33 minutes | May 26, 2021
31: Managing Spring Grazing
When is the best time to turn the cows out? Kent Solberg and Jared Luhman dig into this decision that sets you up for the rest of the grazing season. It can be awful tempting to get started as soon as we see green, but Kent illustrates how letting the pasture mature a bit more can extend the grazing season by one to two months. Waiting for the third leaf stage, starting in a new paddock each spring, increasing plant diversity, and grazing about 30-50% of the plant height are all beneficial towards animal performance and forage production in the long term. Kent and Jared also discuss some tips for management once you start your grazing season. Of course, it always depends on the context of the land and your goals. This is adaptive management, after all. Listen in for more sage advice from SFA’s resident grazing expert! More soil health and grazing resources are also available on the SFA website. Thoughts? Comments? Ideas? Drop us a line on our Virtual Comment Box. Jared Luhman, SFA Soil Health Lead Kent Solberg, SFA Senior Technical Advisor; Seven Pines Farm & Fence (Verndale) The viewpoints of the speakers expressed within or outside of this episode do not necessarily reflect the goals and mission of SFA. Dirt Rich is produced by the Sustainable Farming Association.
1 minutes | May 12, 2021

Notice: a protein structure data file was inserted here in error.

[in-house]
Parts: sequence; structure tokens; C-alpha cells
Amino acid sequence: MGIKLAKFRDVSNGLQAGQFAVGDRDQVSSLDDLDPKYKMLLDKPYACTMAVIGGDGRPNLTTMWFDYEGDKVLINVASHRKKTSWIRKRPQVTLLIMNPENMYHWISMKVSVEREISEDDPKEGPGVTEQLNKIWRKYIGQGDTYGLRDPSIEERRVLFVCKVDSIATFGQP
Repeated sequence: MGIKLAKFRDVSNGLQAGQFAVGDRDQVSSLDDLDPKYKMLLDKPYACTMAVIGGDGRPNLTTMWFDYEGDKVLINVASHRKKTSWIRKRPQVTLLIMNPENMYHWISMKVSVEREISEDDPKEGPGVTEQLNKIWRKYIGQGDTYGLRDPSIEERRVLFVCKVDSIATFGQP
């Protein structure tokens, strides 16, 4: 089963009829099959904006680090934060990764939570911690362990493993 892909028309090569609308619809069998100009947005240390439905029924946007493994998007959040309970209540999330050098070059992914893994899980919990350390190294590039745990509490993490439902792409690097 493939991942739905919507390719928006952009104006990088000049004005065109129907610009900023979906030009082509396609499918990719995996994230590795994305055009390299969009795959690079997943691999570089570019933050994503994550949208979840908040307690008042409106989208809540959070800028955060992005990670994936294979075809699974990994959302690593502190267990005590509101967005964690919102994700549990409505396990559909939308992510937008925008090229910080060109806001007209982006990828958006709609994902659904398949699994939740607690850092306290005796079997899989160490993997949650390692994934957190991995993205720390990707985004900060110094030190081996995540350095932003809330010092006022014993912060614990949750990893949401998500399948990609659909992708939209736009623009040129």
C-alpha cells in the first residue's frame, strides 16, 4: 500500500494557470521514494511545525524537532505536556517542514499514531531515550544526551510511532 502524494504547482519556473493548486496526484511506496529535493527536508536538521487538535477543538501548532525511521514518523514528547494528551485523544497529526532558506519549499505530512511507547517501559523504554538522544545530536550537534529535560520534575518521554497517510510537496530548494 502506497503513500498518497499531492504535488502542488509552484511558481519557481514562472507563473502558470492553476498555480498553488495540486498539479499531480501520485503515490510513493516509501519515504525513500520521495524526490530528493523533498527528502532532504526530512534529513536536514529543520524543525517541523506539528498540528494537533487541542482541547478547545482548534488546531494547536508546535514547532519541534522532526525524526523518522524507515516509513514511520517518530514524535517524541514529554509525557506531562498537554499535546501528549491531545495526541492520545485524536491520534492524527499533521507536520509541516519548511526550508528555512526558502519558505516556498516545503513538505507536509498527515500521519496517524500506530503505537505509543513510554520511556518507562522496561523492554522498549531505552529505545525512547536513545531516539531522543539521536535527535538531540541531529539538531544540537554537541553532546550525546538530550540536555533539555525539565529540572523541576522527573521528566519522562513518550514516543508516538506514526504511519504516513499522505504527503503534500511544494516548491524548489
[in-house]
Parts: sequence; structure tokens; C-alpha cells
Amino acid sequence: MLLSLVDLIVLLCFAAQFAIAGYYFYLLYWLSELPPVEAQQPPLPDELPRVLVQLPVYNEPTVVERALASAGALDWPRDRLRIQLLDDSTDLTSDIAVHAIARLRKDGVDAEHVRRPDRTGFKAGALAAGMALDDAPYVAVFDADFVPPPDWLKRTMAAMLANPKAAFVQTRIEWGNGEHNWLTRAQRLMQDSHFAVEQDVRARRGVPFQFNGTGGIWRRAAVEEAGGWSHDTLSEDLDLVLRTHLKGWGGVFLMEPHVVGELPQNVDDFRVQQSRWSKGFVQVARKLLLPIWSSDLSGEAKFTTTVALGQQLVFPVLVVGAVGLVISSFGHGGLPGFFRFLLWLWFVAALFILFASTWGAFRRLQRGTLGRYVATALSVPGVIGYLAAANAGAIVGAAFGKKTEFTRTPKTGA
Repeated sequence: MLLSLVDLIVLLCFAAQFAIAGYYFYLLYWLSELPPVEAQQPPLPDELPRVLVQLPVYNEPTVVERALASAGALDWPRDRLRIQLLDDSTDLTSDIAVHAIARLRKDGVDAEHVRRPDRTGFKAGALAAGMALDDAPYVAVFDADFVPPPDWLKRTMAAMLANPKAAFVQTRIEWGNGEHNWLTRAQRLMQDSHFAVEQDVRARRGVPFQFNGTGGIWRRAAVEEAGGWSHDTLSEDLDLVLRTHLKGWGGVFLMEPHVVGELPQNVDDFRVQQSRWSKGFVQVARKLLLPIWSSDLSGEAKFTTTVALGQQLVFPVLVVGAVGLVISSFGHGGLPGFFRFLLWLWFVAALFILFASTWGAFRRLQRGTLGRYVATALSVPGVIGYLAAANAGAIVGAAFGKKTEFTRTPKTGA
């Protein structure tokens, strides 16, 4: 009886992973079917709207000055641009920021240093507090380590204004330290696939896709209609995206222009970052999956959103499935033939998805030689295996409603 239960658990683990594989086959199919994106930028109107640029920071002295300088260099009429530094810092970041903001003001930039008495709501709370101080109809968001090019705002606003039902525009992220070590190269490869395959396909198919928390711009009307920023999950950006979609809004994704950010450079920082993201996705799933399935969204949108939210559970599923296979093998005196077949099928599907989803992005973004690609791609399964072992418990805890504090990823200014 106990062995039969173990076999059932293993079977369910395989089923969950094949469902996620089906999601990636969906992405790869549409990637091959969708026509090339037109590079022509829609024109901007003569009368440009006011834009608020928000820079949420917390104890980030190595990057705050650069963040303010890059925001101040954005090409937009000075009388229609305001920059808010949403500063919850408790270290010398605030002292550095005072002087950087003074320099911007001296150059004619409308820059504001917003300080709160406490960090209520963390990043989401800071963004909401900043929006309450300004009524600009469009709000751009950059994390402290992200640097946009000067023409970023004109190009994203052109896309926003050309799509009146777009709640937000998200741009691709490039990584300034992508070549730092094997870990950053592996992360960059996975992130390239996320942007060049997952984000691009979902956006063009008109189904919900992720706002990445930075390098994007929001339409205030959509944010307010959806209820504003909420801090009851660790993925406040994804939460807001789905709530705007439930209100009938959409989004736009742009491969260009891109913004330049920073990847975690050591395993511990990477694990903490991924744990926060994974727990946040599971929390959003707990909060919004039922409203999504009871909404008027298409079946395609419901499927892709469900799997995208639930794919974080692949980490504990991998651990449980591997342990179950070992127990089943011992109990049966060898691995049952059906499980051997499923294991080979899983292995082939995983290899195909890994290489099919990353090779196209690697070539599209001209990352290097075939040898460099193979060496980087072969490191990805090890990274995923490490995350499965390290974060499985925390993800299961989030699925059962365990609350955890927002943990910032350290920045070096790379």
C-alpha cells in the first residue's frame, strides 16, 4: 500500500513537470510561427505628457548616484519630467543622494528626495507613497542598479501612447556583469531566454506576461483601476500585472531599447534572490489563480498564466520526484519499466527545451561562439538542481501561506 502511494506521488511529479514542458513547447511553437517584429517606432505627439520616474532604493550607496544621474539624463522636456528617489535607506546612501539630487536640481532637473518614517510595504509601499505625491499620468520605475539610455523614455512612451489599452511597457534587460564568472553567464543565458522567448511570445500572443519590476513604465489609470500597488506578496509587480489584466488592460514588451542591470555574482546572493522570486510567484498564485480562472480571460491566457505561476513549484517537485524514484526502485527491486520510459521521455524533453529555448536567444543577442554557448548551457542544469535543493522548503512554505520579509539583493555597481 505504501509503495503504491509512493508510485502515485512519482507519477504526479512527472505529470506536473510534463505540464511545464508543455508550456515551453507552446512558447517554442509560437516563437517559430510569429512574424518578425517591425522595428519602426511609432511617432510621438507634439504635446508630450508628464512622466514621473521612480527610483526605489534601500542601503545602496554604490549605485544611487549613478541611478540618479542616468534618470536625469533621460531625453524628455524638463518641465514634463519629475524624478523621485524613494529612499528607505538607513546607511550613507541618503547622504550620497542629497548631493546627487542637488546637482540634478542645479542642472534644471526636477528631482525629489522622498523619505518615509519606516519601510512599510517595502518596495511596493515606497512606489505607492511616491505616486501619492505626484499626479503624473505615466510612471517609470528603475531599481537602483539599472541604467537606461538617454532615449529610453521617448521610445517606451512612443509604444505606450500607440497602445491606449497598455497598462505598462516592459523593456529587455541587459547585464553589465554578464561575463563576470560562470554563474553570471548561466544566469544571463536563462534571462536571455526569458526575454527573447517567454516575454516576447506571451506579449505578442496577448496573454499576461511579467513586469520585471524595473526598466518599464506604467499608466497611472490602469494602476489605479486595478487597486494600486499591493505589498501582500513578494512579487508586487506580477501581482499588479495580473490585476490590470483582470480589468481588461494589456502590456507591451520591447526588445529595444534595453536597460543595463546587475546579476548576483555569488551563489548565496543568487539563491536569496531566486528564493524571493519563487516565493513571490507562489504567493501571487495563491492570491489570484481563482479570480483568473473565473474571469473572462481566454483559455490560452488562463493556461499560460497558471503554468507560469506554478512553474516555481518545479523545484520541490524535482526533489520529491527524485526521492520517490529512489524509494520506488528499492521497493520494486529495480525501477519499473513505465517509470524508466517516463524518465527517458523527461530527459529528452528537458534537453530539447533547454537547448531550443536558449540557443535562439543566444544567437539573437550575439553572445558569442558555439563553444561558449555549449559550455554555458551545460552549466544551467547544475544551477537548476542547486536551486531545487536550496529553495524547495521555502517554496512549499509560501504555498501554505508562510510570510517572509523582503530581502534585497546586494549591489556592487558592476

30: Spring Break
We’re thirty episodes in, and Dirt Rich is nearly one year old! To celebrate, my co-host Jared Luhman and I (Katie Feterl) would love to hear from our listeners and hand out some sweet SFA swag. To be entered to win an SFA hat (snap-back or knit, winner’s choice), simply post your favorite Dirt Rich episode to Facebook or Twitter, tell us why you like it, and tell us what you’d like to hear more about! We’ll use your feedback to inform our upcoming episodes. Don’t forget to tag us so that we see it. We’re @SFA.MN on Facebook, and @sfamn on Twitter. Thank you for listening! It's been a delight to bring these conversations on food and farming to you. Look out for a new one on May 26. Jared Luhman - Soil Health Lead, SFA Katie Feterl - Communications Director, SFA Dirt Rich is produced by the Sustainable Farming Association of Minnesota.
47 minutes | Apr 28, 2021
29: From "Conventional" to Resilient